I don't have a secret, honestly I'm still monolingual I'm not some sort of amazing polyglot although that is the dream ;).
But I will say memrise is really good for vocab, I use that often I also make my own courses for myself with certain things I find hard to remember. You have to personalise what you're learning, make it suit your needs. If there are certain rules you find hard to remember write them down, have them somewhere close so that you will read it often and practice it over and over until it becomes second nature, boring, but it works.
I also learn a couple others outside of duo but my main focuses are on; French, Korean, Italian and Mandarin. What really works for me is immersing myself in the language; music, tv, news, radio just anything that will help you understand the spoken side and the culture too. Also having a native speaker to talk to really helps, find a language partner, for me that really helped me kick-start a language, even though I have little confidence in speaking, my language partner is in the same boat, worried about their English pronunciation and now when we talk I help correct pronunciation and same goes.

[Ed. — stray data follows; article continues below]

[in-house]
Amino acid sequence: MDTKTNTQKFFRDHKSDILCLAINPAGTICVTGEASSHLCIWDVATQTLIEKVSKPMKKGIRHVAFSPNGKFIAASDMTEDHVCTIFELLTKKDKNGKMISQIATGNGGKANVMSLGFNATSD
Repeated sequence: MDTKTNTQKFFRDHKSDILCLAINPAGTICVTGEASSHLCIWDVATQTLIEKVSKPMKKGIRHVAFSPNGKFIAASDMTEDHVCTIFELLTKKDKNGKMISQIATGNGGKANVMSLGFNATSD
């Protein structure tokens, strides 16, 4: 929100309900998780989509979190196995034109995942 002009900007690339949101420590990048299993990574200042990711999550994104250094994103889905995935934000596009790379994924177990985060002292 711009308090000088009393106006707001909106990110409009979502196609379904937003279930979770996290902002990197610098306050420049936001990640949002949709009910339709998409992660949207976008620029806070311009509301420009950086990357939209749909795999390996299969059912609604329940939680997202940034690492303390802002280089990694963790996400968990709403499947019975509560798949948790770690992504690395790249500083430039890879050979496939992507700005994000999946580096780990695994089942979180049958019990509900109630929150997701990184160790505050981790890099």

I'd just say do what you're comfortable doing, you can have a dabble in Italian haha, if you find it too much to learn so many at once just focus on your main goal and then once you're comfortable with that you can add.
Dutch will, presumably, be finished a good amount of time before Danish, so why not just start with Dutch first?
But yeah, choices are hard. I'm a Dutchie learning French at the moment, and want to learn a Scandinavian language after that, and I'm glad Duo is starting to support those! I will probably go with Danish over Swedish myself.
Here's a story you migth like:
I am a Dane fluent in English, but nobody is perfect so when I was in Schipol Airport on my way to Bryssel, I was looking for a charger (because I forgot mine at home). I found an employee that told me the price and I was calculating price to my own currency. He asked me what I was doing, and I said "Calculating VALUTA", and a second after that I was afraid to look really stupid, but he understood me. Dutch and Danish are both using two genders: common and neuter.
Good for you! That's actually not very common from what my experience, too bad to see people prefering other scandinavian languages, being a native Dane myself, but cool man, good luck
It does - some of us Danes says that Swedish is just Danish pronounced wrong
Haha, I like that. (Just to be clear: I have nothing against Swedish, I'm just extremely fond of the sound of Danish).
I can't wait to be able to understand what Sarah Lund is saying without having to read the subtitles! :)